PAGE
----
Research Recap, April 11: Bike Lane Shortage, Cyclist Demographics, Electric Vehicle Investments
Study finds 83 percent of bike commuters have bike lanes for less than half of their ride. Photo by Richard Masoner.

Study finds 83 percent of bike commuters have bike lanes for less than half of their ride. Photo by Richard Masoner.

Welcome to “Research Recap,” our series highlighting recent reports, studies and other findings in sustainable transportation policy and practice, in case you missed it.


A British national survey by cycle insurance provider, Cycleguard, finds that 83 percent of cyclists have bike lanes for less than half of their daily commute and 53 percent of cyclists only have bike lanes for one-quarter of their daily commute. Cycleguard has since called for the creation of more bike lanes in Britain.


A new research study on the relationship between location of work and location of household promises potential for city and transportation planning.  Using U.S. Census data, David Levinson and Nebiyou Tilahun of the University of Minnesota found that social networks, both at work and within neighborhoods, play a part in employees of a given company settling in the same neighborhood. Among its applications, such findings could be applied to planning that facilitates shorter commutes.


U.S. cyclist demographics from 2009 were outlined in a new report from the University Transportation Research Center. White people are slightly overrepresented, making up 79 percent of cyclists, while blacks, Hispanics and Asians make up only 21 percent. These numbers, however, show a trend towards more racial parity among cyclists, considering that data from 2001 found that only 17 percent of cyclists were people of color. In regards to income, the least affluent economic quartile made up the majority of riders with 31 percent, and the remaining three quartiles were represented almost equally with 21 percent, 25 percent and 23 percent, moving from the next to most affluent.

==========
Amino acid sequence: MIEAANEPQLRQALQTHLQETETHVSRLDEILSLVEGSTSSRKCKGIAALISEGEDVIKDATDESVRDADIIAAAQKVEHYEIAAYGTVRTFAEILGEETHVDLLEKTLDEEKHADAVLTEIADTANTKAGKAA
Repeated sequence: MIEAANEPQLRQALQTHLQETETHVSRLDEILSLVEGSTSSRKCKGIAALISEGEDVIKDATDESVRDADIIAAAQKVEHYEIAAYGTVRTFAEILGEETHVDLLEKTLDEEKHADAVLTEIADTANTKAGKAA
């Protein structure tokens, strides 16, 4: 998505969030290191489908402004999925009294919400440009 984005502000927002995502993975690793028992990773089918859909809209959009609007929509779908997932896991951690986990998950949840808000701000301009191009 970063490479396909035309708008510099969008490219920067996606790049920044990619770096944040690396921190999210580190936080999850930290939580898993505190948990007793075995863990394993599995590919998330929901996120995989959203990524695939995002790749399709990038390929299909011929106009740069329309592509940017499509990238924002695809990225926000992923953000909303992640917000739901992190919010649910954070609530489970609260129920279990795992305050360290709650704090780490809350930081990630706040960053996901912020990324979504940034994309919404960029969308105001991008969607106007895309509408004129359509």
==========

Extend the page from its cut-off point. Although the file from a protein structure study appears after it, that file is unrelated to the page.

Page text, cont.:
The OTREC research team at Portland State University won the annual Transportation Research Forum with a report on the effect of freeway traffic bottlenecks on time and fuel costs. The report found that traffic flows are disrupted more or less at random as freeways approach their capacities. This described randomness proved more costly to both time and fuel, as more travel time must be allotted for potential uncertainty and “stop and go traffic” increases the demand output on car engines.


Investments in electric vehicle IT systems are on track to fall short of growing industry demands, according to a new study by Pike Research. In preparation for more vehicles charging from electrical grids and, consequently, an increased demand on electrical utility informational systems, about $5.1 billion in worldwide IT investments are expected between 2010 and 2015.  Pike’s analysis determined this sum inadequate in handling the necessary IT system compatibility updates.

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